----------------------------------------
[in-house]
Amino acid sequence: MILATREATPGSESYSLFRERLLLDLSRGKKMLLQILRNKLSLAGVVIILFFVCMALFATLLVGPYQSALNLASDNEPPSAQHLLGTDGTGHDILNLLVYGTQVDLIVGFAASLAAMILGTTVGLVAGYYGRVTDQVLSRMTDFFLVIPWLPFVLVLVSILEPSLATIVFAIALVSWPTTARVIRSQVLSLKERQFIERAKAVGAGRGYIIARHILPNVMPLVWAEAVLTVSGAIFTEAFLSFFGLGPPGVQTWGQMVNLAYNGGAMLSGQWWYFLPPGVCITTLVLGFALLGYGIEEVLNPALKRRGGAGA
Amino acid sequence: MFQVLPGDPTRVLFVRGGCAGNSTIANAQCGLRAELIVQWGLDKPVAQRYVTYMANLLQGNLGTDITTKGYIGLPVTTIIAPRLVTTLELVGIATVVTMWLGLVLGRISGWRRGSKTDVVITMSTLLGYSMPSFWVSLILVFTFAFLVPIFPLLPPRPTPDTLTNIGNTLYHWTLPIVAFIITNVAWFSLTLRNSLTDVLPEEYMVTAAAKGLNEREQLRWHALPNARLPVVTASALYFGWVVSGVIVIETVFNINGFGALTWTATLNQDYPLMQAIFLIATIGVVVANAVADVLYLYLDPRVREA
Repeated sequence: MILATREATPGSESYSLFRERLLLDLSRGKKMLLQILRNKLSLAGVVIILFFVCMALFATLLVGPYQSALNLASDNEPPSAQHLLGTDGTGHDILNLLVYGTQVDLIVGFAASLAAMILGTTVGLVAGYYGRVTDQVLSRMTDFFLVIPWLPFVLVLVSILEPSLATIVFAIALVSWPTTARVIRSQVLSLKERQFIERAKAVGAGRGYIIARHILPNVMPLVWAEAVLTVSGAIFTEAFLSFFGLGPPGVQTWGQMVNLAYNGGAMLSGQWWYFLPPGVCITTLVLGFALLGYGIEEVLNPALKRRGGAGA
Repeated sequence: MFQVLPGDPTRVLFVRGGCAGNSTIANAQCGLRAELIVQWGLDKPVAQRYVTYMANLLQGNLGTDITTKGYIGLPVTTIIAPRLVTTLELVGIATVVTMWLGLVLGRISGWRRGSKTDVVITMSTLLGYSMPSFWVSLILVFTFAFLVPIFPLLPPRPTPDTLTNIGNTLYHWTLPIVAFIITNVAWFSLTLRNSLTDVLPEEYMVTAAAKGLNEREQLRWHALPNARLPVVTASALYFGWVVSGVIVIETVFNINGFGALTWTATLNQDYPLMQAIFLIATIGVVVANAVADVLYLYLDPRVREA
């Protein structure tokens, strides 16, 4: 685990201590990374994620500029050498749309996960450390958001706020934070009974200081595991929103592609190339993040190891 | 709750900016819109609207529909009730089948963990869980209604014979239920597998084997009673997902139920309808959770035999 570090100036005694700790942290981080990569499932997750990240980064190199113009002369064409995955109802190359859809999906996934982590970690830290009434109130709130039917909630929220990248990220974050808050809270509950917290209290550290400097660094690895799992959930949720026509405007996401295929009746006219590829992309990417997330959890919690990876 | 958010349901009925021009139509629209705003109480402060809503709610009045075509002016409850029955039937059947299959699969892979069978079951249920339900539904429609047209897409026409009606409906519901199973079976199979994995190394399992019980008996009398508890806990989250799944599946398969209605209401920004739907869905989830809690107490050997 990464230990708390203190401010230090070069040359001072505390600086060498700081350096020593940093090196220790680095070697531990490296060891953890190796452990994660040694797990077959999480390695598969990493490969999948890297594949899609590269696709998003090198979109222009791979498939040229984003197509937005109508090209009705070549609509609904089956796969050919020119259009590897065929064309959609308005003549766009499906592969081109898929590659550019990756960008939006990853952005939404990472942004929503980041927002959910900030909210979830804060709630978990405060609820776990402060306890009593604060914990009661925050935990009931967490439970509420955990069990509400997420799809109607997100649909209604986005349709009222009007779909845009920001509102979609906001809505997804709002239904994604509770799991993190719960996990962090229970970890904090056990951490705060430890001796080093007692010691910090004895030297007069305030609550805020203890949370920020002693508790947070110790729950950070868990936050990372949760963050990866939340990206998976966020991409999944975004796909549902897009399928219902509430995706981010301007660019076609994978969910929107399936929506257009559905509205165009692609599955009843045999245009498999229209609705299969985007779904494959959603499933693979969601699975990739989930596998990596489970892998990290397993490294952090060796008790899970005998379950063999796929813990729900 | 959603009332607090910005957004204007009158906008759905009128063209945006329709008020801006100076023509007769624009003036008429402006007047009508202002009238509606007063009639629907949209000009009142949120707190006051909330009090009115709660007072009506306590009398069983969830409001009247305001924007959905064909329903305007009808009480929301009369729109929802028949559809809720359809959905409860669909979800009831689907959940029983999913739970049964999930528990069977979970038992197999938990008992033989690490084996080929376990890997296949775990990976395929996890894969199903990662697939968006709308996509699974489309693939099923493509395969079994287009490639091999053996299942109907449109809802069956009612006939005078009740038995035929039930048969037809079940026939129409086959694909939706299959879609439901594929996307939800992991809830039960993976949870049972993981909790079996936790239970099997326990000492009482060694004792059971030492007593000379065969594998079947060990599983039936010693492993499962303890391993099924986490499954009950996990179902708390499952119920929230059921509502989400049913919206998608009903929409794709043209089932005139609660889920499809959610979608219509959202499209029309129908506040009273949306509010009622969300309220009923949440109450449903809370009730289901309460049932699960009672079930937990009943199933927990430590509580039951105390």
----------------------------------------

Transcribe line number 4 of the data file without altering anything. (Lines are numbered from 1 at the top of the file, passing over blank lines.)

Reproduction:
Repeated sequence: MILATREATPGSESYSLFRERLLLDLSRGKKMLLQILRNKLSLAGVVIILFFVCMALFATLLVGPYQSALNLASDNEPPSAQHLLGTDGTGHDILNLLVYGTQVDLIVGFAASLAAMILGTTVGLVAGYYGRVTDQVLSRMTDFFLVIPWLPFVLVLVSILEPSLATIVFAIALVSWPTTARVIRSQVLSLKERQFIERAKAVGAGRGYIIARHILPNVMPLVWAEAVLTVSGAIFTEAFLSFFGLGPPGVQTWGQMVNLAYNGGAMLSGQWWYFLPPGVCITTLVLGFALLGYGIEEVLNPALKRRGGAGA